How do you measure a blog’s success?

Brazil correspondent Gabriela Zago looks at the variety of metrics for evaluating the popularity of blogs. A Portuguese language version of this is available here.

There are many ways to measure a website’s success. Some use a more quantitative approach, and others are more qualitatively based. You can say a weblog is popular for many reasons, such as:

  • traffic (page views, visits, visitors),
  • discussions (comments, trackbacks, linkbacks),
  • position in search engines (page rank),
  • readership (feed subscriptions, blogroll presence) and
  • reputation (a more subjective approach, based on what people think of a website, and the qualifications of the person that writes for it).

If you obtain all that data and construct rankings based on these different types of information, chances are that not all blogs ranked will appear in the exact same position in each one of the ranks.

And there’s more: you get a high probability of being contested on the method you’ve chosen to rank all the sites. Since no rank is perfect, one partial solution is to analyze how websites behave when evaluating different aspects.

Let’s take Adrian Monck’s Top 10 UK Journalism Blogs based on Google Reader subscriptions. Last year, on November 7th, the ranking appeared as follows:

#

Blog

Google Reader subs

1

Roy Greenslade

194

2

Paul Bradshaw

165

3

Shane Richmond

119

4

Robin Hamman

73

5

Jemima Kiss

66

6

Andrew Grant-Adamson

65

6

Martin Stabe

65

7

Richard Sambrook

61

8

Seamus McCauley

49

9

Simon Waldman

46

As of March 29th, including Adrian Monck’s blog, the results had changed as follows:

Google Reader subscriptions – it includes subscriptions using other Google products, like iGoogle and Orkut

#

Blog

Google Reader subs

1

Paul Bradshaw

441

2

Jemima Kiss

318

3

Roy Greenslade

296

4

Martin Stabe

208

5

Simon Waldman

164

6

Shane Richmond

156

7

Robin Hamman

128

8

Richard Sambrook

107

9

Adrian Monck

86

10

Andrew Grant-Adamson

80

11

Seamus McCauley

79

The same methodology shows a different ranking. Things changed over time? Readership is a fluid concept?

There’s more. If you take these 11 weblogs and rank them based in other factors, the order changes drastically. First, let’s take a look on the ranking based on Bloglines subscriptions (all results based on March 29, 2008, and for a sum of all feed addresses founded for each weblog): subs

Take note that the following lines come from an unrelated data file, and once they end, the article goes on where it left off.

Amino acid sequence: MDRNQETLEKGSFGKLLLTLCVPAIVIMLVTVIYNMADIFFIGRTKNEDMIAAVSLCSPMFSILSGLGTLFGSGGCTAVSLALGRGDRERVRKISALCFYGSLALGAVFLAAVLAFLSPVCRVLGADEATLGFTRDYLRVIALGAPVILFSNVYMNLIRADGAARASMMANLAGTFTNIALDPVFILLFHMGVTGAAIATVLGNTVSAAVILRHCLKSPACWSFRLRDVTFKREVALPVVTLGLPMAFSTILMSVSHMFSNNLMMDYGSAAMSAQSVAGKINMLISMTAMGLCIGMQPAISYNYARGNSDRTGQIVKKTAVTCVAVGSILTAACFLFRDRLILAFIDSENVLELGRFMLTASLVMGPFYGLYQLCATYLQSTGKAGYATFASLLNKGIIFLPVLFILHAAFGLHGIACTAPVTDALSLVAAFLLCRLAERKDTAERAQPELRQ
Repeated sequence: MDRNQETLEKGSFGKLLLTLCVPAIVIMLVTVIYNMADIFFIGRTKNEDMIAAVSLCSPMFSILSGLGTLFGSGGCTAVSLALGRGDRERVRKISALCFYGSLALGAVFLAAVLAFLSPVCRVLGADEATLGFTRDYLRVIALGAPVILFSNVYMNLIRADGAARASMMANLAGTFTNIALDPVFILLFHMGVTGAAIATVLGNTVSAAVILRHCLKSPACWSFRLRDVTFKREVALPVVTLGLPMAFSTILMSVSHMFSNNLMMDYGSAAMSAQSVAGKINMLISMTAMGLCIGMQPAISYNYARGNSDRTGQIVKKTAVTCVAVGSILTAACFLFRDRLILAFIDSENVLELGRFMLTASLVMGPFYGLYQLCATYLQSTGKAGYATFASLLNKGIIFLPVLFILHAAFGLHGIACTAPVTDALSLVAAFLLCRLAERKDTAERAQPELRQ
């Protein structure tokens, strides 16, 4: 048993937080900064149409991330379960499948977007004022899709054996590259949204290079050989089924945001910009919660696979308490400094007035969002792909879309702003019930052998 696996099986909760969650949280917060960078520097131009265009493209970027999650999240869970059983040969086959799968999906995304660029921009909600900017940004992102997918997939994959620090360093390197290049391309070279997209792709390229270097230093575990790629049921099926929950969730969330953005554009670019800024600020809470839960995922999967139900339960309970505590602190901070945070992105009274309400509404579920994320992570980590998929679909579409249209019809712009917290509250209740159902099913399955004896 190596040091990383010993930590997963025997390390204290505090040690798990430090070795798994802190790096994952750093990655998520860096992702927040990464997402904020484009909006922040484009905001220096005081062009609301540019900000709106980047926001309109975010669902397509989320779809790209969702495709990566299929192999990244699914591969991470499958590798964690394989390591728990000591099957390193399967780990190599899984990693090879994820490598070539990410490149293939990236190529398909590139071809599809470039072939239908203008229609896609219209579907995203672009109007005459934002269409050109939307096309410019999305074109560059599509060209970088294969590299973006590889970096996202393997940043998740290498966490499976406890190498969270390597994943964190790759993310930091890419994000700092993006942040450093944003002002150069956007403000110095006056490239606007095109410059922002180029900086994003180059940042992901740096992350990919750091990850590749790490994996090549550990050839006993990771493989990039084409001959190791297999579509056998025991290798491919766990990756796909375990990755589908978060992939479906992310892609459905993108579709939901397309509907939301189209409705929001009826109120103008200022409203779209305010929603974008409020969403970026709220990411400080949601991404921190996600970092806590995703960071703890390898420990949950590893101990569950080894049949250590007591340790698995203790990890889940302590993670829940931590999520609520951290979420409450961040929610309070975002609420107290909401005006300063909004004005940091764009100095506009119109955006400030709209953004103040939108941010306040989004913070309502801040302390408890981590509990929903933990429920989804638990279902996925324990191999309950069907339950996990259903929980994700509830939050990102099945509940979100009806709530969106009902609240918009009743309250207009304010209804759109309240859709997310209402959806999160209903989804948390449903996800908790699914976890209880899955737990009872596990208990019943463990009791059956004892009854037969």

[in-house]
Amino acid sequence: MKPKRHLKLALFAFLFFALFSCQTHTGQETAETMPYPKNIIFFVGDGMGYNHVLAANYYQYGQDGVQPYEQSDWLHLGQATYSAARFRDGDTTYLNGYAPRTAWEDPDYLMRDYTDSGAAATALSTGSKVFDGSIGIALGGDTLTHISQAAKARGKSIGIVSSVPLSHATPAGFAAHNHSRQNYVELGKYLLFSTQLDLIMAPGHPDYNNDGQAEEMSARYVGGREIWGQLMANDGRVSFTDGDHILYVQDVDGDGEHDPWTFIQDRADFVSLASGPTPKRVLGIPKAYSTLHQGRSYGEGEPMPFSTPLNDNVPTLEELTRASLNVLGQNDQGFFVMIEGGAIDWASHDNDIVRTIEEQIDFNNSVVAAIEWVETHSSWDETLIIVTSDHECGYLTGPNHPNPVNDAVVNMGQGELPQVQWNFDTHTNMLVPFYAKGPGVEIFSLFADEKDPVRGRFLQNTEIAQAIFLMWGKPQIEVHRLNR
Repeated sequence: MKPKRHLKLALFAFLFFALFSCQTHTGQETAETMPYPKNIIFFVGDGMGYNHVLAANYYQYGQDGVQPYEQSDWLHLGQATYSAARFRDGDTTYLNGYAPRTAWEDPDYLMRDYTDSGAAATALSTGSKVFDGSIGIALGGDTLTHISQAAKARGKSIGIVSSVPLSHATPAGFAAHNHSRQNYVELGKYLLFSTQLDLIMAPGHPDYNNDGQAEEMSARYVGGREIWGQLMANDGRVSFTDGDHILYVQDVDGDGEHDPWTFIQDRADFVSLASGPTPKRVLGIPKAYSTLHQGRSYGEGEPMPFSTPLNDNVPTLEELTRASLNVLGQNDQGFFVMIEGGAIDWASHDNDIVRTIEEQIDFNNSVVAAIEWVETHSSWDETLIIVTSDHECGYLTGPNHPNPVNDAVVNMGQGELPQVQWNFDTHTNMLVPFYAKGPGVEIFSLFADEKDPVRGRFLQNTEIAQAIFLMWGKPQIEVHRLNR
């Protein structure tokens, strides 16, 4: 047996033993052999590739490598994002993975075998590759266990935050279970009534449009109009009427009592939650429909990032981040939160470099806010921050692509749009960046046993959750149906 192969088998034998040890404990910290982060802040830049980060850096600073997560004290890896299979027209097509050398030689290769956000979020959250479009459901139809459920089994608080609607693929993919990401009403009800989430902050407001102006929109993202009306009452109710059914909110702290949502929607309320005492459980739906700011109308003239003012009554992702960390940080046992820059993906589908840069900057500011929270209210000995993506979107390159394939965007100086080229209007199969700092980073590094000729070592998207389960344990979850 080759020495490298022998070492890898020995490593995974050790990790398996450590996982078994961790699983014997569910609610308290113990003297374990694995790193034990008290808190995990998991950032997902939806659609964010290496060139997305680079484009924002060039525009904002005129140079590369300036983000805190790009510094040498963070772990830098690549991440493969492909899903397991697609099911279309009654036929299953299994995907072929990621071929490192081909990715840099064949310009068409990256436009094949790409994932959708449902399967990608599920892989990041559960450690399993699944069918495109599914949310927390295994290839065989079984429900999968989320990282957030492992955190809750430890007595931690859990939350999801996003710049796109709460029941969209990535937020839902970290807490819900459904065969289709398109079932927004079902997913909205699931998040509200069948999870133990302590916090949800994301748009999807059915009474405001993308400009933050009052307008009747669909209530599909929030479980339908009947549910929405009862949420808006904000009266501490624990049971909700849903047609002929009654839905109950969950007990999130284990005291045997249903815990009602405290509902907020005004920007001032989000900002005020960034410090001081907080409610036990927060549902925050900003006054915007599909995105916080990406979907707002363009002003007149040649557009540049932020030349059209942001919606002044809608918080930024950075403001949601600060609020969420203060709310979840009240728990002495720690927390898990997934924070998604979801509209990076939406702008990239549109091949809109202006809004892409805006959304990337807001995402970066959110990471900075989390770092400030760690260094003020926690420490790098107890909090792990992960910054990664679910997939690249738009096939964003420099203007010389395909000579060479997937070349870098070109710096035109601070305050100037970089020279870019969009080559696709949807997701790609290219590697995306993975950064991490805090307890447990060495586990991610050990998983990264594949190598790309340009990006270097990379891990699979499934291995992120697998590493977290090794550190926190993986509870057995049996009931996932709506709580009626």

Bloglines subscriptions

Bloglines subscriptions

#

Blog

Bloglines subs

1

Robin Hamman

183

2

Simon Waldman

179

3

Roy Greenslade

164

4

Paul Bradshaw

152

5

Seamus McCauley

117

5

Martin Stabe

117

6

Richard Sambrook

113

7

Shane Richmond

79

8

Jemima Kiss

63

9

Andrew Grant-Adamson

44

10

Adrian Monck

27

We can find some problems in measuring feed subscriptions… First, not all feeds results are publicly displayed – if you use FeedBurner, for example, you should opt-in to make them public.

Another problem is that, usually, a weblog has multiple feed addresses. Sometimes they ask readers to subscribe to a particular RSS feed, but other options are presented for those who try to add it directly to feed readers. So, measuring a weblog’s success based on only this information could be tricky…

A similar problem of having multiple feeds arises when we check the ranks for blogs that have changed their address recently. Inlinks are split into more than one address (and this is particularly interesting when the old content is duplicated into both addresses), which leads to a fragmentation of authority and positioning in rankings of all sorts.

However, it is relatively easy to regain popularity, especially if you promote your new address effectively. Technorati authority, for instance, only counts inlinks received within the last 6 months.

Really old inlinks aren’t taken into account when calculating a blog’s authority. The only thing that is lost are the dynamic links (links pointing to blog entries) that are lost. But they are only taken into account for a short time.